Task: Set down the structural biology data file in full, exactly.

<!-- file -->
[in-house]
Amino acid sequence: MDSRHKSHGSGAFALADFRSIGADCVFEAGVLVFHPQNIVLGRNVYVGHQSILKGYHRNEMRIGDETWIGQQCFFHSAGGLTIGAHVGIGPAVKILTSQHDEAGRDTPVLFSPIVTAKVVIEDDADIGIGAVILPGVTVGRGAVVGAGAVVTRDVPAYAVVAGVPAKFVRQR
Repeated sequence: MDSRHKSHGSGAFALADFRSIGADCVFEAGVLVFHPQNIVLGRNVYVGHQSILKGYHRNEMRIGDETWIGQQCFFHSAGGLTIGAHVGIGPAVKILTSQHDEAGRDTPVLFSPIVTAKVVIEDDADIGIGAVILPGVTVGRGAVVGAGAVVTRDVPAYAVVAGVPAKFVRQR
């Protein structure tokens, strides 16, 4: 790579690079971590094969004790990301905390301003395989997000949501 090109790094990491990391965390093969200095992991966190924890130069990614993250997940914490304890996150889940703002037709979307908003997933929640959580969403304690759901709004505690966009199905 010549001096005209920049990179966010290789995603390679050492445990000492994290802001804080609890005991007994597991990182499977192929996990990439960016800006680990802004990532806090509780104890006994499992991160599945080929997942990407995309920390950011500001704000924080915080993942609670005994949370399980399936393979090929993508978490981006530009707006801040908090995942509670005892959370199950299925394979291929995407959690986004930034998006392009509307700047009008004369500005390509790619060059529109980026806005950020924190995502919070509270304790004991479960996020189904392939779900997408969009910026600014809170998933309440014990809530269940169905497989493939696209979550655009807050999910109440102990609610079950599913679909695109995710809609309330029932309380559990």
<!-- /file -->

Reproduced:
[in-house]
Amino acid sequence: MDSRHKSHGSGAFALADFRSIGADCVFEAGVLVFHPQNIVLGRNVYVGHQSILKGYHRNEMRIGDETWIGQQCFFHSAGGLTIGAHVGIGPAVKILTSQHDEAGRDTPVLFSPIVTAKVVIEDDADIGIGAVILPGVTVGRGAVVGAGAVVTRDVPAYAVVAGVPAKFVRQR
Repeated sequence: MDSRHKSHGSGAFALADFRSIGADCVFEAGVLVFHPQNIVLGRNVYVGHQSILKGYHRNEMRIGDETWIGQQCFFHSAGGLTIGAHVGIGPAVKILTSQHDEAGRDTPVLFSPIVTAKVVIEDDADIGIGAVILPGVTVGRGAVVGAGAVVTRDVPAYAVVAGVPAKFVRQR
């Protein structure tokens, strides 16, 4: 790579690079971590094969004790990301905390301003395989997000949501 090109790094990491990391965390093969200095992991966190924890130069990614993250997940914490304890996150889940703002037709979307908003997933929640959580969403304690759901709004505690966009199905 010549001096005209920049990179966010290789995603390679050492445990000492994290802001804080609890005991007994597991990182499977192929996990990439960016800006680990802004990532806090509780104890006994499992991160599945080929997942990407995309920390950011500001704000924080915080993942609670005994949370399980399936393979090929993508978490981006530009707006801040908090995942509670005892959370199950299925394979291929995407959690986004930034998006392009509307700047009008004369500005390509790619060059529109980026806005950020924190995502919070509270304790004991479960996020189904392939779900997408969009910026600014809170998933309440014990809530269940169905497989493939696209979550655009807050999910109440102990609610079950599913679909695109995710809609309330029932309380559990």